Top of PageSkip to main content

Pharmaceutical Researcher Creates New Epinephrine Tablet

By creating the new epinephrine tablet, Mutasem Rawas-Qalaji, Ph.D., fills a need in the health-consumer market–a development that may drastically improve the lives of children and adults who require epinephrine to combat severe allergic reactions.

“When I started this research project, I experienced the stress that the parents of children with allergies go through,” said Rawas-Qalaji, pharmaceutical researcher and associate professor at Nova Southeastern University (NSU) College of Pharmacy. “There is always a fear associated with these type of reactions. I felt that I could utilize my experience, education, and training to make a difference in the lives of these patients.”

The epinephrine tablets developed by Rawas-Qalaji with the help of his Ph.D. and Pharm.D.  students at NSU are sublingual tablets that disintegrate very quickly under the patient’s tongue and release epinephrine to be absorbed directly into the blood stream. They offer a convenient, patient-friendly, and less invasive method to self-administer epinephrine and a potential reduction in patient anxiety, errors, and cost.

Anaphylaxis is a severe and potentially fatal allergic reaction requiring immediate treatment. Foods such as peanuts, fish, and shellfish; products such as latex; and some medications are causes of anaphylactic shock.

“Unfortunately, the onset of anaphylactic reactions is very rapid,” Rawas-Qalaji said. “Usually, the patient has some red rashes and might experience some wheezing, difficulty breathing, and abdominal discomfort like cramps, diarrhea, or vomiting. When the patient starts to feel these symptoms, it’s important to administer epinephrine immediately.”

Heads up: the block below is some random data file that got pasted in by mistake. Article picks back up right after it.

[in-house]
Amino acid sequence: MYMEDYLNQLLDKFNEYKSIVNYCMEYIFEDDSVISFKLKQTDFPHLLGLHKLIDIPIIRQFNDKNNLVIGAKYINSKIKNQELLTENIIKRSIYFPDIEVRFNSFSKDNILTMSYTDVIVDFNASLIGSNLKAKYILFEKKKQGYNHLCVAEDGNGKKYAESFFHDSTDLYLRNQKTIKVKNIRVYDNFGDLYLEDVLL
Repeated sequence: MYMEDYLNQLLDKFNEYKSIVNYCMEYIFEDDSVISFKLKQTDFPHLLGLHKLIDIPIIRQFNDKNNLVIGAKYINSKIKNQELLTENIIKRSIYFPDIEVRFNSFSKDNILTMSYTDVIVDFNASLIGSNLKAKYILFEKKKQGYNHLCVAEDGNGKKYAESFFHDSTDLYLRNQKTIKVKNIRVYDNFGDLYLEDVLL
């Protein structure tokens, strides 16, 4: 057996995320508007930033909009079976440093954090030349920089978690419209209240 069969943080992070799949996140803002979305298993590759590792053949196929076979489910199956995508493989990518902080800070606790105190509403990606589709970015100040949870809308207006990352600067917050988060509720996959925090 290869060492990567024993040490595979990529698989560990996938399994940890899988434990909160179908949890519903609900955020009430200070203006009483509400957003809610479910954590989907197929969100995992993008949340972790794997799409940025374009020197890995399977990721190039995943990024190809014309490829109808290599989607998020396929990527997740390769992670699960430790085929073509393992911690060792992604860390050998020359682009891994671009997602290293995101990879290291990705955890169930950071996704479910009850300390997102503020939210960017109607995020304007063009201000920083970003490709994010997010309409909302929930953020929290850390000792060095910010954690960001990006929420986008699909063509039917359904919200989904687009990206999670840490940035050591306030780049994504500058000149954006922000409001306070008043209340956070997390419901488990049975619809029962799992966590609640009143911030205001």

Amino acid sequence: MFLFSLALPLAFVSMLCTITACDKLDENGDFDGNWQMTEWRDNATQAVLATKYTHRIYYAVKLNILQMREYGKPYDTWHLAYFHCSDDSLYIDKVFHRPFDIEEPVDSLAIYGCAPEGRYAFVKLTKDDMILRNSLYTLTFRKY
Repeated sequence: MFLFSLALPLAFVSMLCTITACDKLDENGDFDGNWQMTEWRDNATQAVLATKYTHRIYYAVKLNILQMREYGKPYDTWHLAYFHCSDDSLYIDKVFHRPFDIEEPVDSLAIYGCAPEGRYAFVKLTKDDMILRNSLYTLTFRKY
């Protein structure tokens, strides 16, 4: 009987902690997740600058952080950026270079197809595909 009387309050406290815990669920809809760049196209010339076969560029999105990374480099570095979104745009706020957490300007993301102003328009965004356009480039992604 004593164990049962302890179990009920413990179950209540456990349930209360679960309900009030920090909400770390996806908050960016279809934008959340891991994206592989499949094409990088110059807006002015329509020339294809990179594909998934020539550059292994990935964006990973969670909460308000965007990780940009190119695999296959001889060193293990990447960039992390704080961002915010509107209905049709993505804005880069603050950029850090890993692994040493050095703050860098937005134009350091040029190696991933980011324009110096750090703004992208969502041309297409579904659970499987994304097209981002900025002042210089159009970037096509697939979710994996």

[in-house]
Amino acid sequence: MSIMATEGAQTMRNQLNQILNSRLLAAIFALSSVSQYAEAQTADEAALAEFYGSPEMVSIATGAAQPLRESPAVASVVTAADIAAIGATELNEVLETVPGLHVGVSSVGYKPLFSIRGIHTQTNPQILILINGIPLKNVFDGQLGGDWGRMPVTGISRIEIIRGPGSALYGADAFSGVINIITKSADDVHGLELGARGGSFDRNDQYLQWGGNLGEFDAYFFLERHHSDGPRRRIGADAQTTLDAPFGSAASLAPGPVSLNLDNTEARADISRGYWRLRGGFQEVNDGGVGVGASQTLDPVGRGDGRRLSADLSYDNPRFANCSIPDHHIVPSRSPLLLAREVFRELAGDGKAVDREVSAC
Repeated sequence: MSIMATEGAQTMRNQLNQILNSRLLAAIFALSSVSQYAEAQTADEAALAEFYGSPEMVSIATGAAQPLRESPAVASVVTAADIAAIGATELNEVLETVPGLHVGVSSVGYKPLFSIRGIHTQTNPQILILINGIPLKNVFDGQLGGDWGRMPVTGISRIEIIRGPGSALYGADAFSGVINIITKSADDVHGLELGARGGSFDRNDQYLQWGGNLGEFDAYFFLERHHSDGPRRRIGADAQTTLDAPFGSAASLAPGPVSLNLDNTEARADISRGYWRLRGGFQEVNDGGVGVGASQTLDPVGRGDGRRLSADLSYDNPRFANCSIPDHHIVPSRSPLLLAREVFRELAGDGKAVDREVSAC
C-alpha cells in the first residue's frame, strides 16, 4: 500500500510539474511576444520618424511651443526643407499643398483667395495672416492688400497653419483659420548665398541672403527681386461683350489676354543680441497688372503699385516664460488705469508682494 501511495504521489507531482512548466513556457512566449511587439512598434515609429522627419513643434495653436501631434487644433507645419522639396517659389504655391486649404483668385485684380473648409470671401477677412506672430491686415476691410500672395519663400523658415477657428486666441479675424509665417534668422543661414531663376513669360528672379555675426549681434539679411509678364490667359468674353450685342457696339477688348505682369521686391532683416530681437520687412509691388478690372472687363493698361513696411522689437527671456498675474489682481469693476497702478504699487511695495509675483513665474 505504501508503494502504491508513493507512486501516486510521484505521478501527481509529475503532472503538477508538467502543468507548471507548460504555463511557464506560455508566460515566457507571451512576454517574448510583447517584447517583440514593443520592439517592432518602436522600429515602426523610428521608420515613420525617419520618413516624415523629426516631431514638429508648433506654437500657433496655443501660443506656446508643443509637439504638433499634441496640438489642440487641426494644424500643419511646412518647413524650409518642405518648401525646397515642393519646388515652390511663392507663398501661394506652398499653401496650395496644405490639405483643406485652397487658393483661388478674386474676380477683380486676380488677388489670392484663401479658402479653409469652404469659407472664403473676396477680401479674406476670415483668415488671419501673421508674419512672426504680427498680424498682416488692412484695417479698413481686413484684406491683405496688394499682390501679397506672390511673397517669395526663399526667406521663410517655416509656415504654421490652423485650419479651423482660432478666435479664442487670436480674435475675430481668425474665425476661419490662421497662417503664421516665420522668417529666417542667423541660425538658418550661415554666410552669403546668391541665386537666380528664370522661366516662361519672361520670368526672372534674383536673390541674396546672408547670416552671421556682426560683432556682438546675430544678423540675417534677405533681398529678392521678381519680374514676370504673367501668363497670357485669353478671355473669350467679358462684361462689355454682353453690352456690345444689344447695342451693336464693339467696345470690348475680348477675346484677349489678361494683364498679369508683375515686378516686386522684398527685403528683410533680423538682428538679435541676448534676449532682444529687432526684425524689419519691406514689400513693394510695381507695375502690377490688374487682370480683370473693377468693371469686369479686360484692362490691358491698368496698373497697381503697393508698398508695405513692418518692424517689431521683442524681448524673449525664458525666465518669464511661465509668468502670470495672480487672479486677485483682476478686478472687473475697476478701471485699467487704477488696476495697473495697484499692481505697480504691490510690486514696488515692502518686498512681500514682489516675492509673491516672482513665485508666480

Today, the only available self-medication is an epinephrine auto injector–commonly known as EpiPen®–whose consumers have seen a 500 percent price increase in 10 years.  

“Some patients don’t like to inject themselves and sometimes there’s an anxiety associated with administering the epinephrine injection,” Rawas-Qalaji said. “The new tablet will break down in a few seconds under the patient’s tongue. It releases and ensures that the drug will be available for absorption through the sublingual mucosa. It can reach the same concentration achieved by the injection.”

Epinephrine tablets are less bulky, easier to handle, and have a longer shelf life than epinephrine injections.

“In our preclinical testing, these tablets demonstrated no safety concerns. However, the safety needs to be confirmed and well-demonstrated in clinical trials before the tablets can be approved by the U.S. Food and  Drug Administration (FDA),” Rawas-Qalaji said.

“We are working to advance the product development and finish clinical trials as soon as it is feasible. If we are able to show the same safe efficacy level as in the preclinical studies, I think we will be very close to putting this product on the market by 2020.”

Working in the area of drug formulation and drug delivery, “I try to find novel ideas and formulations,” he said. “I hope toward the end of this research journey, parents and children can feel secure and enjoy life with the assurance that they have a tablet in their pocket that can save their lives if and when they need it.”

Partner With Us: To learn how you and your organization can partner with NSU on this and other innovative and marketable technologies, contact Gary Margules, Sc.D., NSU vice president of research and technology transfer, at margules@nova.edu or (954) 262-7507.

Return to top of page